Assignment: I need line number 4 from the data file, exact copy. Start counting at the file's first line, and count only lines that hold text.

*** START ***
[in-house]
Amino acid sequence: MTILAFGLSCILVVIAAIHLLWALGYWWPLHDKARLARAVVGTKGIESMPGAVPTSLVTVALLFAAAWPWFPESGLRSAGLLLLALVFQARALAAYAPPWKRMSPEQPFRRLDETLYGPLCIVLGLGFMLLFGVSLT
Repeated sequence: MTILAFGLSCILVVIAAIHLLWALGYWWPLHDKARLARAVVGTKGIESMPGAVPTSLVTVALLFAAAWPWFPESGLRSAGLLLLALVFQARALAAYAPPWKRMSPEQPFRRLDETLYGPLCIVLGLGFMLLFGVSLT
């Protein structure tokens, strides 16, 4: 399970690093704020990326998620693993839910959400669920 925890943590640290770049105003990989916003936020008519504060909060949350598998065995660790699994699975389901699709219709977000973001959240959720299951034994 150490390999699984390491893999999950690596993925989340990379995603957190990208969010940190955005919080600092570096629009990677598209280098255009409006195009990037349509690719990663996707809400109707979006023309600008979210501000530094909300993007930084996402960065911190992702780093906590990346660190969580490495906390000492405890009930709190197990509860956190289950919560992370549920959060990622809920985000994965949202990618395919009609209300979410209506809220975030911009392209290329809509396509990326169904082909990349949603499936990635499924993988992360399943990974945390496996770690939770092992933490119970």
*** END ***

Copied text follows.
């Protein structure tokens, strides 16, 4: 399970690093704020990326998620693993839910959400669920 925890943590640290770049105003990989916003936020008519504060909060949350598998065995660790699994699975389901699709219709977000973001959240959720299951034994 150490390999699984390491893999999950690596993925989340990379995603957190990208969010940190955005919080600092570096629009990677598209280098255009409006195009990037349509690719990663996707809400109707979006023309600008979210501000530094909300993007930084996402960065911190992702780093906590990346660190969580490495906390000492405890009930709190197990509860956190289950919560992370549920959060990622809920985000994965949202990618395919009609209300979410209506809220975030911009392209290329809509396509990326169904082909990349949603499936990635499924993988992360399943990974945390496996770690939770092992933490119970």